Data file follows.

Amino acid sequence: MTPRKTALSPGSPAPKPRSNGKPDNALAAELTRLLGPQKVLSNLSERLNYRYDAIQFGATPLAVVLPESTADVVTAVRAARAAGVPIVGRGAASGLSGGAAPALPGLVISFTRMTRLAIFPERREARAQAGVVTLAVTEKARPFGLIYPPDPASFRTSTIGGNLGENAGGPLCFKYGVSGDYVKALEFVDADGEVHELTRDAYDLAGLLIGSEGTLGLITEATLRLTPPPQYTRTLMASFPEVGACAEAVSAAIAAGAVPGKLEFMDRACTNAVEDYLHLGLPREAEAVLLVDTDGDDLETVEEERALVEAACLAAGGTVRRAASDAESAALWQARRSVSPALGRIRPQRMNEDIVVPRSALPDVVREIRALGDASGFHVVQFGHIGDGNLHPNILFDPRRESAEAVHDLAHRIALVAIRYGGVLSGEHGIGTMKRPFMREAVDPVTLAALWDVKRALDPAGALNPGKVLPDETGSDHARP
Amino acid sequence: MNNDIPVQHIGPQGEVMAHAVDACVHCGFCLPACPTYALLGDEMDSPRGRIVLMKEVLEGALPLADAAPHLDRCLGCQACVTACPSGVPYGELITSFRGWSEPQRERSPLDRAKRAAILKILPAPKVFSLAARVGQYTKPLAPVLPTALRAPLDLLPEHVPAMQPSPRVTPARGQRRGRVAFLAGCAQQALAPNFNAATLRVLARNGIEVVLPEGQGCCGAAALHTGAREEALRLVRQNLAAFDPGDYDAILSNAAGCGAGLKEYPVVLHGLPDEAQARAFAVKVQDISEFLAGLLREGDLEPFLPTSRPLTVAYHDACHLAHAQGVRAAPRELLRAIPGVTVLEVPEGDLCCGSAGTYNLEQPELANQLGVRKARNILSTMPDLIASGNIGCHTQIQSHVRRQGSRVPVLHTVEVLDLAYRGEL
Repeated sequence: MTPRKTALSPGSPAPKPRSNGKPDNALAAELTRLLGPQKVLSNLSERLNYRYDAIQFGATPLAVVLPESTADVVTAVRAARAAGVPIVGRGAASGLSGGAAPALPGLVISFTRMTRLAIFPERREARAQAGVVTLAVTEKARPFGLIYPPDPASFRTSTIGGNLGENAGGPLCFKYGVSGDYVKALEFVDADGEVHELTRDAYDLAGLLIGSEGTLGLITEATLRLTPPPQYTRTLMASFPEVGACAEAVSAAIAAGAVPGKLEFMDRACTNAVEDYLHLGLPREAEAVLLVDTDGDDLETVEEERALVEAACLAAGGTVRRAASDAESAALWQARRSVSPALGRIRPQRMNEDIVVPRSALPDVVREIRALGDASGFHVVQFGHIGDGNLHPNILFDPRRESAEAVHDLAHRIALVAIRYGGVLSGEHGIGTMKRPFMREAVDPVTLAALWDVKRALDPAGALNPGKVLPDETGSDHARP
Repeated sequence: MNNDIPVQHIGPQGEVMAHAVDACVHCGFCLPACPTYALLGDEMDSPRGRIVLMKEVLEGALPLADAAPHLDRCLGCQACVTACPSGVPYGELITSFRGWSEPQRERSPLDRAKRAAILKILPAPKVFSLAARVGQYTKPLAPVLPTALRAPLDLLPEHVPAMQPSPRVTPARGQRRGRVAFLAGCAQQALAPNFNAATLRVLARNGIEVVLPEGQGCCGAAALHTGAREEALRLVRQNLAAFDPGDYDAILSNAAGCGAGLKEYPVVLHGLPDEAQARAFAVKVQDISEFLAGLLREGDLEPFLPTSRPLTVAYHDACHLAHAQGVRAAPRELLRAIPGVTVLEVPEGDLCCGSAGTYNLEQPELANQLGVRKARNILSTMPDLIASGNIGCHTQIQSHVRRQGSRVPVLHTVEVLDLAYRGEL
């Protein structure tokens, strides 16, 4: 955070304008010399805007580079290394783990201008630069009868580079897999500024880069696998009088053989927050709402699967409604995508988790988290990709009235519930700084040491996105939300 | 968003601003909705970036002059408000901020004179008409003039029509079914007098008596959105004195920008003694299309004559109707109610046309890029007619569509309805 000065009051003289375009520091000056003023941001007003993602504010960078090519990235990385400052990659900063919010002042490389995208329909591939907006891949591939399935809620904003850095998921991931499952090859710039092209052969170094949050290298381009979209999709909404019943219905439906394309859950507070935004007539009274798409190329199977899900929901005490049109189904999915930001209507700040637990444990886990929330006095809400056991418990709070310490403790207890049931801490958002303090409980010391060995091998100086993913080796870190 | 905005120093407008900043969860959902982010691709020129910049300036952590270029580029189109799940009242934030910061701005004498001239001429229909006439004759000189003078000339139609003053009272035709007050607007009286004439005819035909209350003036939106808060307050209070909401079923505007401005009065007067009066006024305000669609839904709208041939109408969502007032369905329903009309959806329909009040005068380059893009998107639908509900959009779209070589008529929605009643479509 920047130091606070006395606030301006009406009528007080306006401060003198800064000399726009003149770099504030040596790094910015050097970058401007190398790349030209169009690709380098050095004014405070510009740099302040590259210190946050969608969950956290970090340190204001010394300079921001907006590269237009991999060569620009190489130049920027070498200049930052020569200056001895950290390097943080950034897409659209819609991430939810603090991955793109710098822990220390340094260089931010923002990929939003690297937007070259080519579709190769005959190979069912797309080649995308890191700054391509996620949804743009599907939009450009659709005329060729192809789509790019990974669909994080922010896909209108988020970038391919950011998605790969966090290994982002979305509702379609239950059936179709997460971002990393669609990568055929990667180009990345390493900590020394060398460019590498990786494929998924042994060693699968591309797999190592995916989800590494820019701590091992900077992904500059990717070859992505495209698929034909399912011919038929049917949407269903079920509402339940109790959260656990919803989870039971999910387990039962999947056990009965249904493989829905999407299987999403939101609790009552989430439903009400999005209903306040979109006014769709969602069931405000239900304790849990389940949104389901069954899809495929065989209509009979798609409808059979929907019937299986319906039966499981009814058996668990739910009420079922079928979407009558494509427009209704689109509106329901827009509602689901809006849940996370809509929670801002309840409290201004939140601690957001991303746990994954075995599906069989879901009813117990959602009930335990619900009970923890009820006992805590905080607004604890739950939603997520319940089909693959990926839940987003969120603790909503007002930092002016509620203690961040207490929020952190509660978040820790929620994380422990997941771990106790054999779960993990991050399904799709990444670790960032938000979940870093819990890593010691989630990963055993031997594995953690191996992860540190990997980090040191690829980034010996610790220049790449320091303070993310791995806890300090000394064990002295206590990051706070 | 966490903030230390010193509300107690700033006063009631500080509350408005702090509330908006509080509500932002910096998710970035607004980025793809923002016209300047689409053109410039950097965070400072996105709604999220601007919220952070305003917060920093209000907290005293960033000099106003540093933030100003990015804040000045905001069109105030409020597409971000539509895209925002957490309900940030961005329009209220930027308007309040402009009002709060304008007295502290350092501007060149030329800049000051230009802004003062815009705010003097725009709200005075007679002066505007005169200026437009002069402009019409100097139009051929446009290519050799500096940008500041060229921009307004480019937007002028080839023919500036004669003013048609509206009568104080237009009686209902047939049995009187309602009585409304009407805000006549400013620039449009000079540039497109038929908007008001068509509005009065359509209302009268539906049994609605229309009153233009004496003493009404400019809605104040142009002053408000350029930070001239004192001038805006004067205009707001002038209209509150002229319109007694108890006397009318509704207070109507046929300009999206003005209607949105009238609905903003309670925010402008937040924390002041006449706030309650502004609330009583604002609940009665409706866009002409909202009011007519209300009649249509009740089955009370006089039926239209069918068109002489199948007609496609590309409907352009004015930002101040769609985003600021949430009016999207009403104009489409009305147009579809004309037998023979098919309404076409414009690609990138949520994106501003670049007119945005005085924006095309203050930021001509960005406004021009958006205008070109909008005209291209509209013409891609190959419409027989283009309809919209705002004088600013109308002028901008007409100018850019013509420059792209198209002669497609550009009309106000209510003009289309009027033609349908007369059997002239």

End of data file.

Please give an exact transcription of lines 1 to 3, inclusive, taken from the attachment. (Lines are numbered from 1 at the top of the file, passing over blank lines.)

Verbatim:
Amino acid sequence: MTPRKTALSPGSPAPKPRSNGKPDNALAAELTRLLGPQKVLSNLSERLNYRYDAIQFGATPLAVVLPESTADVVTAVRAARAAGVPIVGRGAASGLSGGAAPALPGLVISFTRMTRLAIFPERREARAQAGVVTLAVTEKARPFGLIYPPDPASFRTSTIGGNLGENAGGPLCFKYGVSGDYVKALEFVDADGEVHELTRDAYDLAGLLIGSEGTLGLITEATLRLTPPPQYTRTLMASFPEVGACAEAVSAAIAAGAVPGKLEFMDRACTNAVEDYLHLGLPREAEAVLLVDTDGDDLETVEEERALVEAACLAAGGTVRRAASDAESAALWQARRSVSPALGRIRPQRMNEDIVVPRSALPDVVREIRALGDASGFHVVQFGHIGDGNLHPNILFDPRRESAEAVHDLAHRIALVAIRYGGVLSGEHGIGTMKRPFMREAVDPVTLAALWDVKRALDPAGALNPGKVLPDETGSDHARP
Amino acid sequence: MNNDIPVQHIGPQGEVMAHAVDACVHCGFCLPACPTYALLGDEMDSPRGRIVLMKEVLEGALPLADAAPHLDRCLGCQACVTACPSGVPYGELITSFRGWSEPQRERSPLDRAKRAAILKILPAPKVFSLAARVGQYTKPLAPVLPTALRAPLDLLPEHVPAMQPSPRVTPARGQRRGRVAFLAGCAQQALAPNFNAATLRVLARNGIEVVLPEGQGCCGAAALHTGAREEALRLVRQNLAAFDPGDYDAILSNAAGCGAGLKEYPVVLHGLPDEAQARAFAVKVQDISEFLAGLLREGDLEPFLPTSRPLTVAYHDACHLAHAQGVRAAPRELLRAIPGVTVLEVPEGDLCCGSAGTYNLEQPELANQLGVRKARNILSTMPDLIASGNIGCHTQIQSHVRRQGSRVPVLHTVEVLDLAYRGEL
Repeated sequence: MTPRKTALSPGSPAPKPRSNGKPDNALAAELTRLLGPQKVLSNLSERLNYRYDAIQFGATPLAVVLPESTADVVTAVRAARAAGVPIVGRGAASGLSGGAAPALPGLVISFTRMTRLAIFPERREARAQAGVVTLAVTEKARPFGLIYPPDPASFRTSTIGGNLGENAGGPLCFKYGVSGDYVKALEFVDADGEVHELTRDAYDLAGLLIGSEGTLGLITEATLRLTPPPQYTRTLMASFPEVGACAEAVSAAIAAGAVPGKLEFMDRACTNAVEDYLHLGLPREAEAVLLVDTDGDDLETVEEERALVEAACLAAGGTVRRAASDAESAALWQARRSVSPALGRIRPQRMNEDIVVPRSALPDVVREIRALGDASGFHVVQFGHIGDGNLHPNILFDPRRESAEAVHDLAHRIALVAIRYGGVLSGEHGIGTMKRPFMREAVDPVTLAALWDVKRALDPAGALNPGKVLPDETGSDHARP